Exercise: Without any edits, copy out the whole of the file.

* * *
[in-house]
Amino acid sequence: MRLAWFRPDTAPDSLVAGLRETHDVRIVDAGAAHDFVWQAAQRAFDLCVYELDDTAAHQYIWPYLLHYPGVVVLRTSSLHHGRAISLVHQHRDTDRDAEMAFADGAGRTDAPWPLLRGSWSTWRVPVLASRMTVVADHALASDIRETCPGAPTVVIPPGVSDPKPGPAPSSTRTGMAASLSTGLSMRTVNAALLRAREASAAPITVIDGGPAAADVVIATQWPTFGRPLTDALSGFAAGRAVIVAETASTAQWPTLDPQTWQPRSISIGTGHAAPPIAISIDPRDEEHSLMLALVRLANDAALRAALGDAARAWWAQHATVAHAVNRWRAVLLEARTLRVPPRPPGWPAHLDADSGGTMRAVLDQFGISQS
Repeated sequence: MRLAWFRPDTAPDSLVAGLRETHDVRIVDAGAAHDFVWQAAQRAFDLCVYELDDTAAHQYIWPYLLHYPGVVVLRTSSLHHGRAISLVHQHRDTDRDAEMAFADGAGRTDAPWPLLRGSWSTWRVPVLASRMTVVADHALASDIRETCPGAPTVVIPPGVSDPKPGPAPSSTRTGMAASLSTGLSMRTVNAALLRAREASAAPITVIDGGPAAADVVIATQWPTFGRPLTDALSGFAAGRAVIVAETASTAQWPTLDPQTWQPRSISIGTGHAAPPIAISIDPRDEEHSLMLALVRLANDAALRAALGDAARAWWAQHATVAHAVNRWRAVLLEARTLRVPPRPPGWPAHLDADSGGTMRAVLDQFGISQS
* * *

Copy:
[in-house]
Amino acid sequence: MRLAWFRPDTAPDSLVAGLRETHDVRIVDAGAAHDFVWQAAQRAFDLCVYELDDTAAHQYIWPYLLHYPGVVVLRTSSLHHGRAISLVHQHRDTDRDAEMAFADGAGRTDAPWPLLRGSWSTWRVPVLASRMTVVADHALASDIRETCPGAPTVVIPPGVSDPKPGPAPSSTRTGMAASLSTGLSMRTVNAALLRAREASAAPITVIDGGPAAADVVIATQWPTFGRPLTDALSGFAAGRAVIVAETASTAQWPTLDPQTWQPRSISIGTGHAAPPIAISIDPRDEEHSLMLALVRLANDAALRAALGDAARAWWAQHATVAHAVNRWRAVLLEARTLRVPPRPPGWPAHLDADSGGTMRAVLDQFGISQS
Repeated sequence: MRLAWFRPDTAPDSLVAGLRETHDVRIVDAGAAHDFVWQAAQRAFDLCVYELDDTAAHQYIWPYLLHYPGVVVLRTSSLHHGRAISLVHQHRDTDRDAEMAFADGAGRTDAPWPLLRGSWSTWRVPVLASRMTVVADHALASDIRETCPGAPTVVIPPGVSDPKPGPAPSSTRTGMAASLSTGLSMRTVNAALLRAREASAAPITVIDGGPAAADVVIATQWPTFGRPLTDALSGFAAGRAVIVAETASTAQWPTLDPQTWQPRSISIGTGHAAPPIAISIDPRDEEHSLMLALVRLANDAALRAALGDAARAWWAQHATVAHAVNRWRAVLLEARTLRVPPRPPGWPAHLDADSGGTMRAVLDQFGISQS